Come on an Outfall Safari and help us raise awareness about river pollution!

It is five years since we ran our first Outfall Safari along the Ravensbourne river catchment and it’s time to run another health check on our rivers. This is an opportunity for volunteers from Keston to Deptford, from Eltham to Sydenham, to join us and help identify pollution hotspots and raise public awareness around drainage misconnections that can harm our rivers.

The waterways of the Ravensbourne, Quaggy and Pool join the Thames at Deptford and, like all London’s rivers, they can be polluted by chemicals found in detergents, building material, paint etc and by sewage due to misconnected plumbing.  Pipes that lead into surface water drains, rather than into sewers, bring these pollutants into our rivers and impact the species that live in them.

While Thames Water and the Environment Agency monitor the river catchment and respond to pollution incidents, it is very hard to create a detailed map of all the troublesome outfalls that have, so far, remained under the radar. An Outfall Safari is the answer. 

Designed to be undertaken by local volunteers, an Outfall Safari requires no expertise beyond simple data collection, which is covered by our bespoke training in March, and keenness to take walks alongside our rivers. 

This is a short-term commitment: it will be run over a period of around one month (April 2022) and relies on lots of small teams of volunteers each doing as much or as little as they want.  One team member will record the observations of the group using a simple mobile App, and the uploaded data collected by all the teams will create a detailed picture of the current state of the catchment.

Outfall Safari training will be on Wednesday, March 30th from 10.30am to 12.30pm at the Althletics Hub meeting room in Sutcliffe Park Sports Centre, London SE7 5LW. Our trainer is Phoebe Shaw Stewart of the Zoological Society of London. Poster attached – training is of course free.

An Outfall Safari gathers valuable information.  Data from the App is mapped and passed on the Environment Agency and Thames Water.  And any severe pollution revealed can be investigated immediately by these agencies.  It is a proven method of checking on London’s rivers, already tested on the rivers Crane, Wandle, Hogsmill, Dollis Brook and many more. It relies fully on Citizen Scientists! Which could be you. Please contact us you’d like to take part.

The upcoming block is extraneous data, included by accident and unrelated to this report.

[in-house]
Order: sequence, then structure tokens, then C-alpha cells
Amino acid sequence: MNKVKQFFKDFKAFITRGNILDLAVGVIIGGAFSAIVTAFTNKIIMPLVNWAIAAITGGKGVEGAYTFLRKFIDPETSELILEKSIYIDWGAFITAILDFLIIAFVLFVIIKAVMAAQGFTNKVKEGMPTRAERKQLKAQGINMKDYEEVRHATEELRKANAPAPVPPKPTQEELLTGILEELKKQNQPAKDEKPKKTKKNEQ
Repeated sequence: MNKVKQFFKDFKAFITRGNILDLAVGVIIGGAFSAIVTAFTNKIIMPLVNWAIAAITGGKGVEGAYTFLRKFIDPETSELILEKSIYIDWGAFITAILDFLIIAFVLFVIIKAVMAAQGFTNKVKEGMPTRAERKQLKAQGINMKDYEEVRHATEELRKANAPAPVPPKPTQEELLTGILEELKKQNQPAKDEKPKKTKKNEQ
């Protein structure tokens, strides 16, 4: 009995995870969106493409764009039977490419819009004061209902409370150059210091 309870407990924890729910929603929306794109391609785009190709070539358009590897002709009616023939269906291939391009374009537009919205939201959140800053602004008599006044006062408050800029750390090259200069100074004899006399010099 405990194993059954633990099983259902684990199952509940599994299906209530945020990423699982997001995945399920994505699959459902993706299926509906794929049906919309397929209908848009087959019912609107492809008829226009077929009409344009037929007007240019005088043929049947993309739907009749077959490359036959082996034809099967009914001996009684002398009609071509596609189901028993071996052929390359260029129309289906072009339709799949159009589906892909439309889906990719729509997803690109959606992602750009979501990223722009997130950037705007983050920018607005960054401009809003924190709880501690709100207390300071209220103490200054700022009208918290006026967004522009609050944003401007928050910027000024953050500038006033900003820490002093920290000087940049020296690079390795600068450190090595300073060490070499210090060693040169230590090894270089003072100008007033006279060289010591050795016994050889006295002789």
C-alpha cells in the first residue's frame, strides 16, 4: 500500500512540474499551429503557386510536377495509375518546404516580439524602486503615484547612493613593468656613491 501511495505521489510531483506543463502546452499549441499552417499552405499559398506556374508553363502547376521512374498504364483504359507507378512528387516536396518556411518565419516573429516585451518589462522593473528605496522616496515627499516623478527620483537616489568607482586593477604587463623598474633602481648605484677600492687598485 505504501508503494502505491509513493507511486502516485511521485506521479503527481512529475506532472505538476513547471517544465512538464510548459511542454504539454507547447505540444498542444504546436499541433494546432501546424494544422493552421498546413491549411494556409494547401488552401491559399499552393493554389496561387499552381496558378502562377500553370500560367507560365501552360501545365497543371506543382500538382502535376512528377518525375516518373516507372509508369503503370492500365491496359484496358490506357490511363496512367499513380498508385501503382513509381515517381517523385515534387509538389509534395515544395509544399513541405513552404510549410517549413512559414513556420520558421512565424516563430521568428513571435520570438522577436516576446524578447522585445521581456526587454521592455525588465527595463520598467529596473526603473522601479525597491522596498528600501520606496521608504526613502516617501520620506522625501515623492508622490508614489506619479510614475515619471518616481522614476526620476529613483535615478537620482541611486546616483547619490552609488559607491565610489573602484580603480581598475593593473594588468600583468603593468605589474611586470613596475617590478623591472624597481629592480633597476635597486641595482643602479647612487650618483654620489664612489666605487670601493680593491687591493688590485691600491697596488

Lewisham has a new biodiversity action plan!

Local councillors have voted to endorse the plan, the ‘Natural Renaissance’ for Lewisham, which will aim to do the following….

Supporting the installation of more green roofs in Lewisham, which are roofs where vegetation has been planted to boost biodiversity.

Working with landlords and other landowners to help them transform urban areas to provide habitats for local wildlife.

Reconnecting people with rivers and highlighting how safe access to rivers and an improved river corridor can provide a range of health, safety and environmental benefits.

Delivering at least 60 nature conservation volunteer sessions and 30 guided walks per year

Delivering 500 educational events for 8,000 local children every year.

Working with community art groups to enhance urban locations, such as tunnels, with biodiversity inspired art murals.

Providing practical advice to local residents on how they can enhance their private gardens and local areas to boost biodiversity.

To read more, follow this link:

https://lewisham.gov.uk/articles/news/creating-a-greener-lewisham-new-biodiversity-action-plan-endorsed

The Tweed Invasives Project

For those of you who have spent time with me and other volunteer groups in activities such as The 3 Rivers Clean Up clearing himalayan balsam know what great fun it is. You may wonder, however if it is all worthwhile? Of course we know it is because in Lewisham we have seen a huge reduction in the amount of HB in the years that we have been running the 3 Rivers Clean Up and other similar sessions.

The Tweed Invasives Project has been tackling invasive plant species in and around the River Tweed and its tributaries since 2002, when Giant Hogweed was identified as one of the biggest threats to the River.  Since then, they have added Japanese knotweed and Himalayan Balsam to their list of invasives. With all this fantastic experience, they have produced a ‘best practice’ manual, The Tweed Invasives Project: 18 Years of Catchment-wide Control, which gives a detailed guide to delivering a long-term, catchment-scale invasives control programme.

It is a fantastic document highlighting all the different ways in which you can control these species. For those of you that only want to read about Himalayan balsam, you will find this from p24 onwards.